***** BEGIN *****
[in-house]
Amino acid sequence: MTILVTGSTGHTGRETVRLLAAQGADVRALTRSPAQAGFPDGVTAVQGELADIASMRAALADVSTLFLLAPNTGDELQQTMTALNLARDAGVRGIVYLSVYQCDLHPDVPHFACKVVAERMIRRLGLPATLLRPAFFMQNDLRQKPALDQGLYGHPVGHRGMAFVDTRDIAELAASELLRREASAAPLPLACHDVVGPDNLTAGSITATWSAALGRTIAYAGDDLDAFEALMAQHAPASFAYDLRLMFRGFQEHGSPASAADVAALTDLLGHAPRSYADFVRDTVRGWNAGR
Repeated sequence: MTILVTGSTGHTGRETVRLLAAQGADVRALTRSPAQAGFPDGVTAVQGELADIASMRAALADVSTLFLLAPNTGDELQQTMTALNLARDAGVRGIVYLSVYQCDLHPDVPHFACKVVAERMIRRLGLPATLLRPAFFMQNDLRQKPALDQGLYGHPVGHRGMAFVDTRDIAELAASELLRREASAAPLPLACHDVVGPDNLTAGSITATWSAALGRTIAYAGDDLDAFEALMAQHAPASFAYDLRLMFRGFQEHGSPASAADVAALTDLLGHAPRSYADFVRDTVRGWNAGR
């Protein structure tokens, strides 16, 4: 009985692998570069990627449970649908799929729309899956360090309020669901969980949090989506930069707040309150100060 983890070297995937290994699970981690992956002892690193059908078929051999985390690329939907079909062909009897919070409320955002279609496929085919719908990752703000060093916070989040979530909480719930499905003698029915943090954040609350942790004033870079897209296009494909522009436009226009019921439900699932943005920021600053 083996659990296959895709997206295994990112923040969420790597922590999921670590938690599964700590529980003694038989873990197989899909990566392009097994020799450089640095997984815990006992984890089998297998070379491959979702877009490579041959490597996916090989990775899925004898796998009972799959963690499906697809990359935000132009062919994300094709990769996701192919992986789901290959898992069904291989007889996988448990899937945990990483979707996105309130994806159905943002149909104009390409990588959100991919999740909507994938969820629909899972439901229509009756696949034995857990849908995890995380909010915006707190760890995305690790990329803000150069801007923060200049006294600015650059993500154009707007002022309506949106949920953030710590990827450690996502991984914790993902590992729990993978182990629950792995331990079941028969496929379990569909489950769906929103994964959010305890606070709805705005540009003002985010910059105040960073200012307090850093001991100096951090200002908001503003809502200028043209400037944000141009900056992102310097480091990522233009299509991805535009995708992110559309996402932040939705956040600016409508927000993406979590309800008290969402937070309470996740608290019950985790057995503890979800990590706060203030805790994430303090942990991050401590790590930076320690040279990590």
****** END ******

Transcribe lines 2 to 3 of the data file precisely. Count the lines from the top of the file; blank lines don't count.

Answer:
Amino acid sequence: MTILVTGSTGHTGRETVRLLAAQGADVRALTRSPAQAGFPDGVTAVQGELADIASMRAALADVSTLFLLAPNTGDELQQTMTALNLARDAGVRGIVYLSVYQCDLHPDVPHFACKVVAERMIRRLGLPATLLRPAFFMQNDLRQKPALDQGLYGHPVGHRGMAFVDTRDIAELAASELLRREASAAPLPLACHDVVGPDNLTAGSITATWSAALGRTIAYAGDDLDAFEALMAQHAPASFAYDLRLMFRGFQEHGSPASAADVAALTDLLGHAPRSYADFVRDTVRGWNAGR
Repeated sequence: MTILVTGSTGHTGRETVRLLAAQGADVRALTRSPAQAGFPDGVTAVQGELADIASMRAALADVSTLFLLAPNTGDELQQTMTALNLARDAGVRGIVYLSVYQCDLHPDVPHFACKVVAERMIRRLGLPATLLRPAFFMQNDLRQKPALDQGLYGHPVGHRGMAFVDTRDIAELAASELLRREASAAPLPLACHDVVGPDNLTAGSITATWSAALGRTIAYAGDDLDAFEALMAQHAPASFAYDLRLMFRGFQEHGSPASAADVAALTDLLGHAPRSYADFVRDTVRGWNAGR